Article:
The Literacy Lab

The Literacy Lab (TLL) was founded in 2009 and provides students–in communities experiencing
racial and/or economic inequities–with evidence-based, culturally responsive literacy instruction as preparation for academic, professional, and personal success. The Literacy Lab serves children from age three through grade three. We partner with school districts to help close the literacy gap largely by embedding full-time, rigorously-trained tutors in early childhood centers and elementary schools. We believe literacy is a human right. When we achieve our mission, we will have created a more just society where all students have the literacy services needed to unlock educational opportunities and success in life.

Our New Vision

At The Literacy Lab, we believe that literacy is a human right and the pathway to liberation. As
the foundation for all learning, engaging in literary acts has the power to uplift people and redress the education debt. Leveraging the Historically Responsive Literacy (HRL) Framework, we will harness the power of students' identities, histories, languages, and cultures to provide equitable access to education, while cultivating the genius that lives within our students and their communities (Muhammad, G. 2020). Within this framework, we seek to evolve our tutorial model into one that leverages the innate expertise and lived experiences of our students and their communities, thus expanding the power of the science of reading, which has been at the core of our work for the past decade. By definition this evolution will be explicitly intersectional to ensure accessibility for all BIPOC students, namely those who are disabled and for whom English is not their home language. Importantly, an integral component of this new approach requires deep, authentic partnerships with communities, from ideation to and through implementation. To do otherwise would perpetuate current inequities and marginalization.

In addition to academic research and research in the intersecting fields that hold our work, we have several years of internal data that have prompted us to ask questions about the ways in which we would like to improve what we do and how we do it. To best support the work happening in schools, we will offer professional development for classroom teachers and teaching assistants to maximize the impact of the model. In addition to offering literacy services to students inside their schools, we will also offer a multi-generational family model to bring back an emphasis on communal education and redress the education debt for the adults who surround and care for the students. As with poverty and all other societally created inequities, illiteracy, in the broadest sense of the term, is systemic and generational.

The Literacy Lab believes that this intentional shift from a tactical solution for an adaptive challenge, to a transformative solution rooted in history and data, aligned with the science of reading, will support our students’ growth and development holistically. In addition to a focus on core literacy skills, we will focus on literary endeavors that cross content lines and support students’ identity development and criticality skills. Further, as this work is multi-generational, families and communities will have the opportunity to engage in literary and academic pursuits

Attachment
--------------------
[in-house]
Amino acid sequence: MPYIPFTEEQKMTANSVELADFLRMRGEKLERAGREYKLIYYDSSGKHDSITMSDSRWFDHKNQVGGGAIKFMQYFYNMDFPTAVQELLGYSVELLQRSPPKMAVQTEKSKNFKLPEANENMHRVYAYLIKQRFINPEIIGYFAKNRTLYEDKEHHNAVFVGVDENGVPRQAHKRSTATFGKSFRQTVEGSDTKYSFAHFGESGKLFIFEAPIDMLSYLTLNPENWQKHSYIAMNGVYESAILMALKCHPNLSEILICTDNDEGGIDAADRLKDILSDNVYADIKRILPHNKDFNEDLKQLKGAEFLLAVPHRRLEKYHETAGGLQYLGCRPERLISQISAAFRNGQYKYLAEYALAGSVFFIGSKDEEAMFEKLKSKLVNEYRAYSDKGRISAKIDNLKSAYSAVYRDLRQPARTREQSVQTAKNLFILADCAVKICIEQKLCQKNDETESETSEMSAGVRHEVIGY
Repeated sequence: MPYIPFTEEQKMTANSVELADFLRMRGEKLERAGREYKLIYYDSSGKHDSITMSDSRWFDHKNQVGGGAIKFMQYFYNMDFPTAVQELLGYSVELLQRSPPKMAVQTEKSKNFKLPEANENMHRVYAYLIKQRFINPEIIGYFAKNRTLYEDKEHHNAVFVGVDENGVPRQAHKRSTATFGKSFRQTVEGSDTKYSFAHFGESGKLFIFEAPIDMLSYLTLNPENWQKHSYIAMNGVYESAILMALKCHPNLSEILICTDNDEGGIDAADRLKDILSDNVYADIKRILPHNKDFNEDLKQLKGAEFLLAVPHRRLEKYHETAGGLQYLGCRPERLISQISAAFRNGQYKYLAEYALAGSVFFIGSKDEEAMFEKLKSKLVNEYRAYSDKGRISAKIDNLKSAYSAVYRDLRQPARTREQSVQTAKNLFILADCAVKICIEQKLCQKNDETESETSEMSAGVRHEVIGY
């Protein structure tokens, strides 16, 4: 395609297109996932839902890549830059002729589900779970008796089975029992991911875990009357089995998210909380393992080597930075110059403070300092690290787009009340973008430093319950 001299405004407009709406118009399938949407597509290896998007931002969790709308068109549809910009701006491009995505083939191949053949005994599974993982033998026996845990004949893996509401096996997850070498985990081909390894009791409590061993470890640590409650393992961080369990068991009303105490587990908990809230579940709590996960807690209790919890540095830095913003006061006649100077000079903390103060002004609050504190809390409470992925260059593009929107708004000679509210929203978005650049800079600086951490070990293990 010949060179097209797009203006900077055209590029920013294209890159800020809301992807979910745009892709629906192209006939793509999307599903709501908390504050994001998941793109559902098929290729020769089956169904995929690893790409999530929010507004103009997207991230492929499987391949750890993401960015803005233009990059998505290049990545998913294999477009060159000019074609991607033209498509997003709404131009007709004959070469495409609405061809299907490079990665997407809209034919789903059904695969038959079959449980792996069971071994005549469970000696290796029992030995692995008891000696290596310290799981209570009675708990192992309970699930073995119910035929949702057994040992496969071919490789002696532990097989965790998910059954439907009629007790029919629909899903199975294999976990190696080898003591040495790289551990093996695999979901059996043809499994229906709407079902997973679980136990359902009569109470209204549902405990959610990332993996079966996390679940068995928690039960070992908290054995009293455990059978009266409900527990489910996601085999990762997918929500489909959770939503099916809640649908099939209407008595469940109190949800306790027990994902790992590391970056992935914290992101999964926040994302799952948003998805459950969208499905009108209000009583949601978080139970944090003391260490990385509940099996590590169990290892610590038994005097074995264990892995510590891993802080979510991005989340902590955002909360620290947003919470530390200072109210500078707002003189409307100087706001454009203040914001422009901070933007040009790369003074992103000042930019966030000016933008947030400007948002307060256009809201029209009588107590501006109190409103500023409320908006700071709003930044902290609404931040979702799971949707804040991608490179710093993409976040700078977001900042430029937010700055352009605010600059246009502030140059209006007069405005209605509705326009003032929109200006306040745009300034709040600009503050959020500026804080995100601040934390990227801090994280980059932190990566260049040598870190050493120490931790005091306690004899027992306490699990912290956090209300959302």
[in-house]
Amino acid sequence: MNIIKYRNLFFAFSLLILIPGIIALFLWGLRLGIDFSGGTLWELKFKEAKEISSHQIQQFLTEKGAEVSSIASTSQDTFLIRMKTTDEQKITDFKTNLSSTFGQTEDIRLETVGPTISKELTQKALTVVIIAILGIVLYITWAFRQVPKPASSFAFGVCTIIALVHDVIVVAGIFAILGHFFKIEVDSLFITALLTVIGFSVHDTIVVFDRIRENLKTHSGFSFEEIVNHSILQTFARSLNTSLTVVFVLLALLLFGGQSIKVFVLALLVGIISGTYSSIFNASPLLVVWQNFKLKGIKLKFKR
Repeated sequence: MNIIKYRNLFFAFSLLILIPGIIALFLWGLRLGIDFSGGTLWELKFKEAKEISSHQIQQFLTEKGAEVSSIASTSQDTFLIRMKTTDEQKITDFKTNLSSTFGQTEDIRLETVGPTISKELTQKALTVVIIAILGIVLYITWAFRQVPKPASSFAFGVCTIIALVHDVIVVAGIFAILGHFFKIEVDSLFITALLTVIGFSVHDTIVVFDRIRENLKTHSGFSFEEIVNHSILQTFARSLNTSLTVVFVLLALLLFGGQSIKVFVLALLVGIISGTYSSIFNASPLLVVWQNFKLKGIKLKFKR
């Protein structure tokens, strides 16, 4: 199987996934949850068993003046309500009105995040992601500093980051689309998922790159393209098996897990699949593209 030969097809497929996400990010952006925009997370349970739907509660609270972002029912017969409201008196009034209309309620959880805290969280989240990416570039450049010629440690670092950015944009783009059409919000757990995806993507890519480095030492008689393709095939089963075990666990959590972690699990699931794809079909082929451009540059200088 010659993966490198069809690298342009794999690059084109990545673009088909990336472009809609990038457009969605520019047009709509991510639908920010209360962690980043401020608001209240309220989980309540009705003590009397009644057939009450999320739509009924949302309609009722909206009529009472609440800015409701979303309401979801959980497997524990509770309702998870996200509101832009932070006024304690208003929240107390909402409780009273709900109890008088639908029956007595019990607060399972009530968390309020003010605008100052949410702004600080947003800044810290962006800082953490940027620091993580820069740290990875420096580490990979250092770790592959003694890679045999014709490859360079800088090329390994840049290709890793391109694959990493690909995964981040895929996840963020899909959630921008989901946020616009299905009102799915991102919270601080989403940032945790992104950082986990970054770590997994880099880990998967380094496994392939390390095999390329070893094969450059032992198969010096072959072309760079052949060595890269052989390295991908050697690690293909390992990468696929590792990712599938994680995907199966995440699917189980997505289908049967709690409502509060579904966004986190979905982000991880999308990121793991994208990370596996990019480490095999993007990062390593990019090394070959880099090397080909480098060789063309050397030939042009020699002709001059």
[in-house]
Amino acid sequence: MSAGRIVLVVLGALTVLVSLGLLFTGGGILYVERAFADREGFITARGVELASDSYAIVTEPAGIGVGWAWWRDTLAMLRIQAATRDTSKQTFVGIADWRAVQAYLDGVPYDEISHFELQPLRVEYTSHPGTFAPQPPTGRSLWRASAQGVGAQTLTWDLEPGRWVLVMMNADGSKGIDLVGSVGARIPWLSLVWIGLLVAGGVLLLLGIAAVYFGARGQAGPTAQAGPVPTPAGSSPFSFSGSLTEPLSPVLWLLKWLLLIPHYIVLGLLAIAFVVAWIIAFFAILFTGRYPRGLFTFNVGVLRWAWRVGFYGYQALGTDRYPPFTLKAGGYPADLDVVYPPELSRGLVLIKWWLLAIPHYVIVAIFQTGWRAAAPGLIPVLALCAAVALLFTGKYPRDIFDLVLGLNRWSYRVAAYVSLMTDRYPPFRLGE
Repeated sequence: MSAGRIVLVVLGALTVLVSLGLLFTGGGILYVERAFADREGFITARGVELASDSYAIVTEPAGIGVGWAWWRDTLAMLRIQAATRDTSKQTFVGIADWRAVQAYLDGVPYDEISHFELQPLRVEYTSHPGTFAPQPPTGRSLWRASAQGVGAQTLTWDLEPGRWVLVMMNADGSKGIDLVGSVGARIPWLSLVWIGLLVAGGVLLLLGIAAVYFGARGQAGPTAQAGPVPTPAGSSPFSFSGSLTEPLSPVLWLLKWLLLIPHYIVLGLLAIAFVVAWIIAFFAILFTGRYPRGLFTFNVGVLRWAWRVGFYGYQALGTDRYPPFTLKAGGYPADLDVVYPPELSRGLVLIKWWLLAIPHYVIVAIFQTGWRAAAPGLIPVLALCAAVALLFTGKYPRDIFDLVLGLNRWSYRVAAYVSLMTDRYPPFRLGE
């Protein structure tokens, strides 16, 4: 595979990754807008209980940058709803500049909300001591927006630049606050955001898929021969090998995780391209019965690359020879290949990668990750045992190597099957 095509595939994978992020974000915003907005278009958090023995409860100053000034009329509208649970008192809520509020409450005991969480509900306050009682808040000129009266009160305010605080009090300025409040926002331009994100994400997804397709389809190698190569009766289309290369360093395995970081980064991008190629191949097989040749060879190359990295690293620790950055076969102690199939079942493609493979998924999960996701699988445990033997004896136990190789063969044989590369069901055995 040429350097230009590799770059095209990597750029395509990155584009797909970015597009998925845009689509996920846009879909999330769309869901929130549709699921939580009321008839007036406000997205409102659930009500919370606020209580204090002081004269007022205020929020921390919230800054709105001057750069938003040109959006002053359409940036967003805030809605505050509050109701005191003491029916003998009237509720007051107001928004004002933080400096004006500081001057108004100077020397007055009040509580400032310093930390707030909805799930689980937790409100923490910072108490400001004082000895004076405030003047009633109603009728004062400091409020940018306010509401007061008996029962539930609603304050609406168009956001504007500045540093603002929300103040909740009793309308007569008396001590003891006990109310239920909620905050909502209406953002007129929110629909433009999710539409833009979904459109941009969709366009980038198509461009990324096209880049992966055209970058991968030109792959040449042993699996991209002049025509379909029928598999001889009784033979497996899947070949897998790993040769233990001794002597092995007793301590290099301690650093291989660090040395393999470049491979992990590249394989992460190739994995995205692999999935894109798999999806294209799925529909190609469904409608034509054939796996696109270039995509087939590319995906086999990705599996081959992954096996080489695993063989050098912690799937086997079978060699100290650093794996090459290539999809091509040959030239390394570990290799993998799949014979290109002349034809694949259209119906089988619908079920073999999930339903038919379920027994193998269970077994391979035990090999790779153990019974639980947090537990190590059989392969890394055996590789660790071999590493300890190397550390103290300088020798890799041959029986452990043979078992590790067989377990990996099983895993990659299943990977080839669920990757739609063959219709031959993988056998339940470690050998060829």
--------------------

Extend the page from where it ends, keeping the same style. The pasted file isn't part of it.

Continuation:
designed by them and for them, thus increasing their skills and competencies.

Our ultimate hope is that someday The Literacy Lab is no longer needed to provide educational
access and opportunity. We hope that this work, done in deep partnership with communities, allows them to reimagine their own path to liberation, with access to everything they need to make that a lived reality.

In addition to the strength of the research-based literacy curriculum for students age 3-3rd grade, TLL has a one-of-a-kind Leading Men Fellowship program. Launched first in the District of Columbia Public Schools in 2016, Leading Men places young men of color, age 18-24 without a college degree, in preschool classrooms and early childcare centers, where they help equip students with fundamental kindergarten-readiness skills. The fellows are recruited through local high schools, colleges, community organizations, and personal networks. They receive rigorous training and coaching in early literacy intervention and social-emotional development. The Fellows commit to working in a pre-K classroom for 25 hours per week (part-time) and are paid a competitive hourly wage. The Fellows receive monthly professional development training across the Fellowship, a monthly transportation and communication stipend and a $2,500 college scholarship. TLL is actively working to build our career pathways for the Fellows to support their entrance into the teaching profession, through innovative programming and powerful strategic partnerships.